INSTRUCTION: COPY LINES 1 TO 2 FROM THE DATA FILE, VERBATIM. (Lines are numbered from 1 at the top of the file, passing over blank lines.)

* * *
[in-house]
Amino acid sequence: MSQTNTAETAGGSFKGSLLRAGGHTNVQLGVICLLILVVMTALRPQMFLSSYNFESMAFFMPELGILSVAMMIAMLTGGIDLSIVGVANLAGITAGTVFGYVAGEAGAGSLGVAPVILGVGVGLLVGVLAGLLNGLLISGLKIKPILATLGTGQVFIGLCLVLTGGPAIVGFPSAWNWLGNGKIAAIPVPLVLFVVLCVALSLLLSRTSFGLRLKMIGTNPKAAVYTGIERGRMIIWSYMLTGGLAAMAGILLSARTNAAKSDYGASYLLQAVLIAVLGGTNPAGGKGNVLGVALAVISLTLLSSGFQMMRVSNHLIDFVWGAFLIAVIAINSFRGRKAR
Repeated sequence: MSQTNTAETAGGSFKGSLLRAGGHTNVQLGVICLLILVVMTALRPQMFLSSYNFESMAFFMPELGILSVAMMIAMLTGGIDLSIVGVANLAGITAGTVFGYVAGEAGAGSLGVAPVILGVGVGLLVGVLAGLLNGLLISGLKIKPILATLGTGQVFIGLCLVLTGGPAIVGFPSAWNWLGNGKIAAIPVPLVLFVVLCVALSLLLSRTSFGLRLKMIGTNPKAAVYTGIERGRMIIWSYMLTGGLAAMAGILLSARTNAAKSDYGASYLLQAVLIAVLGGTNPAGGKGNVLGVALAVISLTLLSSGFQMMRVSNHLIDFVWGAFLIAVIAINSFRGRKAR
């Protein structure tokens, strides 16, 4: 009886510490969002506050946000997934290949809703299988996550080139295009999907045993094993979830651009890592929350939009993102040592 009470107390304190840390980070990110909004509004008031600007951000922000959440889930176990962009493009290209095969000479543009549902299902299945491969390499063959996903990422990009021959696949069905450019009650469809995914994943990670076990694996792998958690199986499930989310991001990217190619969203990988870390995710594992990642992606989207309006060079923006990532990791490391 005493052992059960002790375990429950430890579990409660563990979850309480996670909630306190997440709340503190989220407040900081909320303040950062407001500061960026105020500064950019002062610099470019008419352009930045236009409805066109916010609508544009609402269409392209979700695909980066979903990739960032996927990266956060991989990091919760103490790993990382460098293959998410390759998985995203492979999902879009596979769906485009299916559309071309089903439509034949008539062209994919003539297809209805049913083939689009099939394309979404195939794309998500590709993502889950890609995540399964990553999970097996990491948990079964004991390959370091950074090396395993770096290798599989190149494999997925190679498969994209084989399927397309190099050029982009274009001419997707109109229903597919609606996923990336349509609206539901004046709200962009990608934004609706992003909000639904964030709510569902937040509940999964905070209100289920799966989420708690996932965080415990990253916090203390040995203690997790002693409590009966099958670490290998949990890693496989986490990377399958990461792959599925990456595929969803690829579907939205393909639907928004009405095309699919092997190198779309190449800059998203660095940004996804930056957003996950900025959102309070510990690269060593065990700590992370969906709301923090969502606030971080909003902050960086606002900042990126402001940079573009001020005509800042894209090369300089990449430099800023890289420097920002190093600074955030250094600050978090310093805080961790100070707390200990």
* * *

[in-house]
Amino acid sequence: MSQTNTAETAGGSFKGSLLRAGGHTNVQLGVICLLILVVMTALRPQMFLSSYNFESMAFFMPELGILSVAMMIAMLTGGIDLSIVGVANLAGITAGTVFGYVAGEAGAGSLGVAPVILGVGVGLLVGVLAGLLNGLLISGLKIKPILATLGTGQVFIGLCLVLTGGPAIVGFPSAWNWLGNGKIAAIPVPLVLFVVLCVALSLLLSRTSFGLRLKMIGTNPKAAVYTGIERGRMIIWSYMLTGGLAAMAGILLSARTNAAKSDYGASYLLQAVLIAVLGGTNPAGGKGNVLGVALAVISLTLLSSGFQMMRVSNHLIDFVWGAFLIAVIAINSFRGRKAR